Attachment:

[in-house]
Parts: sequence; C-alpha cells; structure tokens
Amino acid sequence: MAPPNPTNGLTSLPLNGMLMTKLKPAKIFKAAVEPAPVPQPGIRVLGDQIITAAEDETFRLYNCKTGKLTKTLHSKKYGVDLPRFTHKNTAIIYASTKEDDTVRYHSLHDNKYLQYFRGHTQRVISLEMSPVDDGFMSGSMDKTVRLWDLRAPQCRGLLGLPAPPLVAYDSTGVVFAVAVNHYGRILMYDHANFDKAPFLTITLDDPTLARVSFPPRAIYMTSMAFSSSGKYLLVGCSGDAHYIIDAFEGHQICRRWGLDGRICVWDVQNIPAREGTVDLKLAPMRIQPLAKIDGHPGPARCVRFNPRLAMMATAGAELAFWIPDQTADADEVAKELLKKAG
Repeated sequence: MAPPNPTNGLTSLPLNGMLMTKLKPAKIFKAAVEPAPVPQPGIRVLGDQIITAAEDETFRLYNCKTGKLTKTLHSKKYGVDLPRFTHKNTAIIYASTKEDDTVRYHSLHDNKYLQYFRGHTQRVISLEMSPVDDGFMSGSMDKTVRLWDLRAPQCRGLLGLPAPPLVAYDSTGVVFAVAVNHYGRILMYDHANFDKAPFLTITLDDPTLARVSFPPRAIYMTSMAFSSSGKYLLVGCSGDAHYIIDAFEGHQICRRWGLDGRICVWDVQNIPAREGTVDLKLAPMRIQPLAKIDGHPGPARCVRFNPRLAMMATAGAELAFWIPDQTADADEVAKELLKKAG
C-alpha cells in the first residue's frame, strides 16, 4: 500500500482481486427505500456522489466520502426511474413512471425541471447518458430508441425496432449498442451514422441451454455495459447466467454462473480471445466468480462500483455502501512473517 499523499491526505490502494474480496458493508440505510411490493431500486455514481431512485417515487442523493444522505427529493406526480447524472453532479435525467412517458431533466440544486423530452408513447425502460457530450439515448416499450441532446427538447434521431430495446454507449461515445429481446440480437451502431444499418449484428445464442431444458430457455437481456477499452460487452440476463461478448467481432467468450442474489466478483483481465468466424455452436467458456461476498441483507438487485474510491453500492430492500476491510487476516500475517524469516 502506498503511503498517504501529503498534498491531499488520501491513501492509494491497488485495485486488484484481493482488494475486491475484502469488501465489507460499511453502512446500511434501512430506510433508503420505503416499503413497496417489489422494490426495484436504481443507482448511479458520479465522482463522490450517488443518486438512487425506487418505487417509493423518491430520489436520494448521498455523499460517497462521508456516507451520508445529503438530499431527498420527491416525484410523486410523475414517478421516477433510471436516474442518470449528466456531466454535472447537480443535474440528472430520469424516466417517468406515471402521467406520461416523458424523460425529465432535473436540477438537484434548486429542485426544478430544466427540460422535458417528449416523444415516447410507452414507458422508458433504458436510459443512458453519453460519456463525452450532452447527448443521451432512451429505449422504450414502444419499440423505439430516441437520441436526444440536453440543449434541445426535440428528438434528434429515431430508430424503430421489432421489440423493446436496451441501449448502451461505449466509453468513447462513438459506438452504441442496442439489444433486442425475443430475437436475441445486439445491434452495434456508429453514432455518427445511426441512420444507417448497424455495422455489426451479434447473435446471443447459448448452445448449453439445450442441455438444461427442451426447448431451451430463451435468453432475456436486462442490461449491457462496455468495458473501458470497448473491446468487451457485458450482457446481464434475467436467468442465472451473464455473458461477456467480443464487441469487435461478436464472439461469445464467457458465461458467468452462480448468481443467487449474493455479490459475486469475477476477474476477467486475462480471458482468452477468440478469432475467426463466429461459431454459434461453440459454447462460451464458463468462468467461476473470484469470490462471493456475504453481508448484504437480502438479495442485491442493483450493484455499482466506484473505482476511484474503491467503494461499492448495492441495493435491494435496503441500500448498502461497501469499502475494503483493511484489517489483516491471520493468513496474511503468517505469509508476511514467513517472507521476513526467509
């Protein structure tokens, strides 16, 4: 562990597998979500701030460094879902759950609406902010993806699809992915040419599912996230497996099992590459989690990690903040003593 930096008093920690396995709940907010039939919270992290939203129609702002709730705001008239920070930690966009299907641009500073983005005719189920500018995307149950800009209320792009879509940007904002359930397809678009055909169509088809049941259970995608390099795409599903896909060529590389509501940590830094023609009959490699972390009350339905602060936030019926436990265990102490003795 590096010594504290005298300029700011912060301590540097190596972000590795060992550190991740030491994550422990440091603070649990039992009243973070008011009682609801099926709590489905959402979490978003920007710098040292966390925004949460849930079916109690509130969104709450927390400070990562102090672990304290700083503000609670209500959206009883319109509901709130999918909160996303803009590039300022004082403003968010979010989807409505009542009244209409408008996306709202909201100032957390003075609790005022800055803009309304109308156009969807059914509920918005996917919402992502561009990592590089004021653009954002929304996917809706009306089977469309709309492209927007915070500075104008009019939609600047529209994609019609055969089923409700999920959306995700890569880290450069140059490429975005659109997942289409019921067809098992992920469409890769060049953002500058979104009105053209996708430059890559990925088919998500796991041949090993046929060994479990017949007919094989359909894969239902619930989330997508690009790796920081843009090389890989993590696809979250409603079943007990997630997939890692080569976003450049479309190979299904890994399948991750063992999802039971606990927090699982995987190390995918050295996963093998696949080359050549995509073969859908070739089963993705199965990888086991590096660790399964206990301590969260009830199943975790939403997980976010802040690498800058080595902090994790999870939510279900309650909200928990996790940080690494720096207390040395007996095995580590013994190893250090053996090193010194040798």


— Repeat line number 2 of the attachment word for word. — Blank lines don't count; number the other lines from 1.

Parts: sequence; C-alpha cells; structure tokens